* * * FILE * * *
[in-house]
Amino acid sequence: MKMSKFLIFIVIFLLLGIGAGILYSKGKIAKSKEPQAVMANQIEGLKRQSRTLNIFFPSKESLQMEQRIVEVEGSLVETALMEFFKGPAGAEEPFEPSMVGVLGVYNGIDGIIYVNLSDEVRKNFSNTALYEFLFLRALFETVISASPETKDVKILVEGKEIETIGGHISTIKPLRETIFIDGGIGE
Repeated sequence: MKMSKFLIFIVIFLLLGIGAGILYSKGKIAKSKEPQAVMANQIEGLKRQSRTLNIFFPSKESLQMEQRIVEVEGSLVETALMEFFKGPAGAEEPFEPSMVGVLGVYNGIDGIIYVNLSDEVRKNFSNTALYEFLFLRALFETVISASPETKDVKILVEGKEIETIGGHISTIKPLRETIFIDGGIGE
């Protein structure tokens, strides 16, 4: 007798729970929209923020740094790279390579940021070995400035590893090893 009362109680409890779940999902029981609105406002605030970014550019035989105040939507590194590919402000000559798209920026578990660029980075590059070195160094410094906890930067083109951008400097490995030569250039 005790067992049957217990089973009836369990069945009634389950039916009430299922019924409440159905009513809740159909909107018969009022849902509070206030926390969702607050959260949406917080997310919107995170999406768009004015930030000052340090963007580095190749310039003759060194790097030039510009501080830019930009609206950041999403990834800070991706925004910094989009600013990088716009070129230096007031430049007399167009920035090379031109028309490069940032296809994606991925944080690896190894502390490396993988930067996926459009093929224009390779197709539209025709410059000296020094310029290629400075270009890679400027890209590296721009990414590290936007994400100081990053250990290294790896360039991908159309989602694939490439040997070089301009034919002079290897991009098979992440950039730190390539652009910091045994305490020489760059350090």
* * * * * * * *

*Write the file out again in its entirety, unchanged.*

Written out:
[in-house]
Amino acid sequence: MKMSKFLIFIVIFLLLGIGAGILYSKGKIAKSKEPQAVMANQIEGLKRQSRTLNIFFPSKESLQMEQRIVEVEGSLVETALMEFFKGPAGAEEPFEPSMVGVLGVYNGIDGIIYVNLSDEVRKNFSNTALYEFLFLRALFETVISASPETKDVKILVEGKEIETIGGHISTIKPLRETIFIDGGIGE
Repeated sequence: MKMSKFLIFIVIFLLLGIGAGILYSKGKIAKSKEPQAVMANQIEGLKRQSRTLNIFFPSKESLQMEQRIVEVEGSLVETALMEFFKGPAGAEEPFEPSMVGVLGVYNGIDGIIYVNLSDEVRKNFSNTALYEFLFLRALFETVISASPETKDVKILVEGKEIETIGGHISTIKPLRETIFIDGGIGE
């Protein structure tokens, strides 16, 4: 007798729970929209923020740094790279390579940021070995400035590893090893 009362109680409890779940999902029981609105406002605030970014550019035989105040939507590194590919402000000559798209920026578990660029980075590059070195160094410094906890930067083109951008400097490995030569250039 005790067992049957217990089973009836369990069945009634389950039916009430299922019924409440159905009513809740159909909107018969009022849902509070206030926390969702607050959260949406917080997310919107995170999406768009004015930030000052340090963007580095190749310039003759060194790097030039510009501080830019930009609206950041999403990834800070991706925004910094989009600013990088716009070129230096007031430049007399167009920035090379031109028309490069940032296809994606991925944080690896190894502390490396993988930067996926459009093929224009390779197709539209025709410059000296020094310029290629400075270009890679400027890209590296721009990414590290936007994400100081990053250990290294790896360039991908159309989602694939490439040997070089301009034919002079290897991009098979992440950039730190390539652009910091045994305490020489760059350090």